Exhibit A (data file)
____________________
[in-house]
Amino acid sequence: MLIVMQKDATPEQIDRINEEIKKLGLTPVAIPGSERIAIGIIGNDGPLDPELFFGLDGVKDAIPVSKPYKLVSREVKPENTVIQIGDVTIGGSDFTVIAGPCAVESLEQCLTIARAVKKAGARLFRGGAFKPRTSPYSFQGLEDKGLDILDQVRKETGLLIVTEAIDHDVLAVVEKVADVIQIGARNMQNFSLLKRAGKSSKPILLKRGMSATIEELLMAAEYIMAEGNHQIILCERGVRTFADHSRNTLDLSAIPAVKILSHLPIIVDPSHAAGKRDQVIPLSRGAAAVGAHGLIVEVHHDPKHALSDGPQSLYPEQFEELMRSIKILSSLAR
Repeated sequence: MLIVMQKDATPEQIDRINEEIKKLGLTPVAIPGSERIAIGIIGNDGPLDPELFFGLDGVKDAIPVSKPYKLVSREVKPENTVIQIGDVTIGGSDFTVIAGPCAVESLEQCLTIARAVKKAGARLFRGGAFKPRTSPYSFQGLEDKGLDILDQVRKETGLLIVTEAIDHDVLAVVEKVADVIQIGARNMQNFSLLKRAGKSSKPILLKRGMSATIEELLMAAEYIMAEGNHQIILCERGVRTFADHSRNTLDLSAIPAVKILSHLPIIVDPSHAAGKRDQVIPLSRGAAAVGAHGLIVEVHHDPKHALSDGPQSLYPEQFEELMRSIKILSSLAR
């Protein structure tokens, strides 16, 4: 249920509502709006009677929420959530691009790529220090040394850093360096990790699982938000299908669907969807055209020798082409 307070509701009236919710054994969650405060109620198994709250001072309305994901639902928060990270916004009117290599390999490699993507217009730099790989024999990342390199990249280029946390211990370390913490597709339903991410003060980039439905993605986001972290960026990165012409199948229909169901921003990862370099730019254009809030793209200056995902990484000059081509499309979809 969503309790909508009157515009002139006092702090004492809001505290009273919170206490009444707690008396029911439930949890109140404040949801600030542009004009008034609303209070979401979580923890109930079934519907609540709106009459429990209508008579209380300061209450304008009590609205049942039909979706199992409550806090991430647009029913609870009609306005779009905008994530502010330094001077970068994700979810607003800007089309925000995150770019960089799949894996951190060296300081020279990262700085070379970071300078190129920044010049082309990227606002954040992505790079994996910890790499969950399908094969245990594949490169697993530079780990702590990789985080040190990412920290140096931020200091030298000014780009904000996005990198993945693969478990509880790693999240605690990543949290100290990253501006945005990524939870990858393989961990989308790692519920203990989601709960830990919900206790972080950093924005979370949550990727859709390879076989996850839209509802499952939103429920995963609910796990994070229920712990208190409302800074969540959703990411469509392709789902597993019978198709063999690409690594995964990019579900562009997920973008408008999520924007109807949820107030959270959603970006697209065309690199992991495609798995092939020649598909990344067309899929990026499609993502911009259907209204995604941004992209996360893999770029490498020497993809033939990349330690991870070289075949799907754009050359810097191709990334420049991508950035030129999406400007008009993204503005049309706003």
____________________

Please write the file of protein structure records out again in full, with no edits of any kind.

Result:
[in-house]
Amino acid sequence: MLIVMQKDATPEQIDRINEEIKKLGLTPVAIPGSERIAIGIIGNDGPLDPELFFGLDGVKDAIPVSKPYKLVSREVKPENTVIQIGDVTIGGSDFTVIAGPCAVESLEQCLTIARAVKKAGARLFRGGAFKPRTSPYSFQGLEDKGLDILDQVRKETGLLIVTEAIDHDVLAVVEKVADVIQIGARNMQNFSLLKRAGKSSKPILLKRGMSATIEELLMAAEYIMAEGNHQIILCERGVRTFADHSRNTLDLSAIPAVKILSHLPIIVDPSHAAGKRDQVIPLSRGAAAVGAHGLIVEVHHDPKHALSDGPQSLYPEQFEELMRSIKILSSLAR
Repeated sequence: MLIVMQKDATPEQIDRINEEIKKLGLTPVAIPGSERIAIGIIGNDGPLDPELFFGLDGVKDAIPVSKPYKLVSREVKPENTVIQIGDVTIGGSDFTVIAGPCAVESLEQCLTIARAVKKAGARLFRGGAFKPRTSPYSFQGLEDKGLDILDQVRKETGLLIVTEAIDHDVLAVVEKVADVIQIGARNMQNFSLLKRAGKSSKPILLKRGMSATIEELLMAAEYIMAEGNHQIILCERGVRTFADHSRNTLDLSAIPAVKILSHLPIIVDPSHAAGKRDQVIPLSRGAAAVGAHGLIVEVHHDPKHALSDGPQSLYPEQFEELMRSIKILSSLAR
């Protein structure tokens, strides 16, 4: 249920509502709006009677929420959530691009790529220090040394850093360096990790699982938000299908669907969807055209020798082409 307070509701009236919710054994969650405060109620198994709250001072309305994901639902928060990270916004009117290599390999490699993507217009730099790989024999990342390199990249280029946390211990370390913490597709339903991410003060980039439905993605986001972290960026990165012409199948229909169901921003990862370099730019254009809030793209200056995902990484000059081509499309979809 969503309790909508009157515009002139006092702090004492809001505290009273919170206490009444707690008396029911439930949890109140404040949801600030542009004009008034609303209070979401979580923890109930079934519907609540709106009459429990209508008579209380300061209450304008009590609205049942039909979706199992409550806090991430647009029913609870009609306005779009905008994530502010330094001077970068994700979810607003800007089309925000995150770019960089799949894996951190060296300081020279990262700085070379970071300078190129920044010049082309990227606002954040992505790079994996910890790499969950399908094969245990594949490169697993530079780990702590990789985080040190990412920290140096931020200091030298000014780009904000996005990198993945693969478990509880790693999240605690990543949290100290990253501006945005990524939870990858393989961990989308790692519920203990989601709960830990919900206790972080950093924005979370949550990727859709390879076989996850839209509802499952939103429920995963609910796990994070229920712990208190409302800074969540959703990411469509392709789902597993019978198709063999690409690594995964990019579900562009997920973008408008999520924007109807949820107030959270959603970006697209065309690199992991495609798995092939020649598909990344067309899929990026499609993502911009259907209204995604941004992209996360893999770029490498020497993809033939990349330690991870070289075949799907754009050359810097191709990334420049991508950035030129999406400007008009993204503005049309706003």